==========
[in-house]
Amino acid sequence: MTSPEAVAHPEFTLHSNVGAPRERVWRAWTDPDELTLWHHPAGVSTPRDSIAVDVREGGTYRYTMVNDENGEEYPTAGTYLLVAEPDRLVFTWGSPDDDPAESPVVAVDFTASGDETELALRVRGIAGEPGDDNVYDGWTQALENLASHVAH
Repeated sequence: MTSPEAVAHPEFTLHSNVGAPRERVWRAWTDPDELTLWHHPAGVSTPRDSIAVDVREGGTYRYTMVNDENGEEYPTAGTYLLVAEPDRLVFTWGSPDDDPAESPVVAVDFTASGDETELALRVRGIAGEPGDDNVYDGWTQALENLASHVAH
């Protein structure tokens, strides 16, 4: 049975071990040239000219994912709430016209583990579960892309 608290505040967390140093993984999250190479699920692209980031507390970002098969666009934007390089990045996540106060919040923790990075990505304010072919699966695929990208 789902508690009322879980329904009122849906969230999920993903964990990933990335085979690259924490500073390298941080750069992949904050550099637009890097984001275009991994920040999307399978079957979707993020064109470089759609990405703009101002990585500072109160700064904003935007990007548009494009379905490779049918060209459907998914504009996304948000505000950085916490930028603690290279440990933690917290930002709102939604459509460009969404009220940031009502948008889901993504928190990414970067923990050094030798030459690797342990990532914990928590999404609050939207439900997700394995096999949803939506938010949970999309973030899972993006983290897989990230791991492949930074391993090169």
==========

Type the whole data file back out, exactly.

[in-house]
Amino acid sequence: MTSPEAVAHPEFTLHSNVGAPRERVWRAWTDPDELTLWHHPAGVSTPRDSIAVDVREGGTYRYTMVNDENGEEYPTAGTYLLVAEPDRLVFTWGSPDDDPAESPVVAVDFTASGDETELALRVRGIAGEPGDDNVYDGWTQALENLASHVAH
Repeated sequence: MTSPEAVAHPEFTLHSNVGAPRERVWRAWTDPDELTLWHHPAGVSTPRDSIAVDVREGGTYRYTMVNDENGEEYPTAGTYLLVAEPDRLVFTWGSPDDDPAESPVVAVDFTASGDETELALRVRGIAGEPGDDNVYDGWTQALENLASHVAH
């Protein structure tokens, strides 16, 4: 049975071990040239000219994912709430016209583990579960892309 608290505040967390140093993984999250190479699920692209980031507390970002098969666009934007390089990045996540106060919040923790990075990505304010072919699966695929990208 789902508690009322879980329904009122849906969230999920993903964990990933990335085979690259924490500073390298941080750069992949904050550099637009890097984001275009991994920040999307399978079957979707993020064109470089759609990405703009101002990585500072109160700064904003935007990007548009494009379905490779049918060209459907998914504009996304948000505000950085916490930028603690290279440990933690917290930002709102939604459509460009969404009220940031009502948008889901993504928190990414970067923990050094030798030459690797342990990532914990928590999404609050939207439900997700394995096999949803939506938010949970999309973030899972993006983290897989990230791991492949930074391993090169």